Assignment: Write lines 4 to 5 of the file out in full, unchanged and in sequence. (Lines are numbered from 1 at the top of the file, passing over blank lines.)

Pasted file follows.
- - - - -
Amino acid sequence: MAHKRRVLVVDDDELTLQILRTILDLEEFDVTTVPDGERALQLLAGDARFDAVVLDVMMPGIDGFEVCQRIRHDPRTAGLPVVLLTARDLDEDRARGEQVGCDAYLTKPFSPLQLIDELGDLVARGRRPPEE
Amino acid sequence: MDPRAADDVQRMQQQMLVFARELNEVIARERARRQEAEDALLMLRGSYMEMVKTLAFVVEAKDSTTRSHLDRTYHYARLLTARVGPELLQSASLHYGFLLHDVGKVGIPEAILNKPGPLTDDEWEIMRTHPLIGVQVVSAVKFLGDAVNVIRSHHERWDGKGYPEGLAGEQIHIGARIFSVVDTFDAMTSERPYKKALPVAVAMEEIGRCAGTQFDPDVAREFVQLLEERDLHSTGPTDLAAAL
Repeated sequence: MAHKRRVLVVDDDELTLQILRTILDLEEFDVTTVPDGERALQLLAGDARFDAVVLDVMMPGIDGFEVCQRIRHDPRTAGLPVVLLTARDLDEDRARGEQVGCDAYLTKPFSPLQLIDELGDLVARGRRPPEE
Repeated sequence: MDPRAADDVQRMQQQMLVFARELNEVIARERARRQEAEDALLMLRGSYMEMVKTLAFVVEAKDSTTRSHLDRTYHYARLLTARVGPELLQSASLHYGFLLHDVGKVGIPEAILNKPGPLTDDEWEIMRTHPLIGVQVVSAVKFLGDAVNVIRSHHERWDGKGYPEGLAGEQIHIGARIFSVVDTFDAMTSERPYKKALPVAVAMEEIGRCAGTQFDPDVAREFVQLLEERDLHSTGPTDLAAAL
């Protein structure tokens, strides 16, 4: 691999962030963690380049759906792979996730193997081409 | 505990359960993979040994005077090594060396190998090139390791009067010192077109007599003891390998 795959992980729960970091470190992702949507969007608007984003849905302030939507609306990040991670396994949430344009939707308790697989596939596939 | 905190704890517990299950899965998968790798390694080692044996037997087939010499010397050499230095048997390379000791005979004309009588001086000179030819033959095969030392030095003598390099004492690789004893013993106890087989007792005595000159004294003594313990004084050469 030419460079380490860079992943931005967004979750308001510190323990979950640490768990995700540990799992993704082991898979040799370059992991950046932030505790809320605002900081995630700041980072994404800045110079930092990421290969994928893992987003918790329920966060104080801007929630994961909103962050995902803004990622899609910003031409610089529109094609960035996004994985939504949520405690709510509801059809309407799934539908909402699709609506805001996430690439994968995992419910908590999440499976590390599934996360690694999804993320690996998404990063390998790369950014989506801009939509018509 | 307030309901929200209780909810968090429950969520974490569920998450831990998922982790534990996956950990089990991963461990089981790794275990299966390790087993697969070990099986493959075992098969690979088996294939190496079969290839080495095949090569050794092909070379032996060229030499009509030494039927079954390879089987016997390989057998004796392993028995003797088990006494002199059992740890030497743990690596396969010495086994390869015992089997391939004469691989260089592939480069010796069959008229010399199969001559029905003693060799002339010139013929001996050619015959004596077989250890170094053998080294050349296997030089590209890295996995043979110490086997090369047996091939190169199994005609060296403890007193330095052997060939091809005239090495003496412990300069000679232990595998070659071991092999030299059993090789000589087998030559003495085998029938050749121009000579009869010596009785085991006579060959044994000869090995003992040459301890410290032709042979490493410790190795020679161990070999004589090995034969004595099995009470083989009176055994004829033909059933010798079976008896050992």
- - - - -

Repeated sequence: MDPRAADDVQRMQQQMLVFARELNEVIARERARRQEAEDALLMLRGSYMEMVKTLAFVVEAKDSTTRSHLDRTYHYARLLTARVGPELLQSASLHYGFLLHDVGKVGIPEAILNKPGPLTDDEWEIMRTHPLIGVQVVSAVKFLGDAVNVIRSHHERWDGKGYPEGLAGEQIHIGARIFSVVDTFDAMTSERPYKKALPVAVAMEEIGRCAGTQFDPDVAREFVQLLEERDLHSTGPTDLAAAL
């Protein structure tokens, strides 16, 4: 691999962030963690380049759906792979996730193997081409 | 505990359960993979040994005077090594060396190998090139390791009067010192077109007599003891390998 795959992980729960970091470190992702949507969007608007984003849905302030939507609306990040991670396994949430344009939707308790697989596939596939 | 905190704890517990299950899965998968790798390694080692044996037997087939010499010397050499230095048997390379000791005979004309009588001086000179030819033959095969030392030095003598390099004492690789004893013993106890087989007792005595000159004294003594313990004084050469 030419460079380490860079992943931005967004979750308001510190323990979950640490768990995700540990799992993704082991898979040799370059992991950046932030505790809320605002900081995630700041980072994404800045110079930092990421290969994928893992987003918790329920966060104080801007929630994961909103962050995902803004990622899609910003031409610089529109094609960035996004994985939504949520405690709510509801059809309407799934539908909402699709609506805001996430690439994968995992419910908590999440499976590390599934996360690694999804993320690996998404990063390998790369950014989506801009939509018509 | 307030309901929200209780909810968090429950969520974490569920998450831990998922982790534990996956950990089990991963461990089981790794275990299966390790087993697969070990099986493959075992098969690979088996294939190496079969290839080495095949090569050794092909070379032996060229030499009509030494039927079954390879089987016997390989057998004796392993028995003797088990006494002199059992740890030497743990690596396969010495086994390869015992089997391939004469691989260089592939480069010796069959008229010399199969001559029905003693060799002339010139013929001996050619015959004596077989250890170094053998080294050349296997030089590209890295996995043979110490086997090369047996091939190169199994005609060296403890007193330095052997060939091809005239090495003496412990300069000679232990595998070659071991092999030299059993090789000589087998030559003495085998029938050749121009000579009869010596009785085991006579060959044994000869090995003992040459301890410290032709042979490493410790190795020679161990070999004589090995034969004595099995009470083989009176055994004829033909059933010798079976008896050992």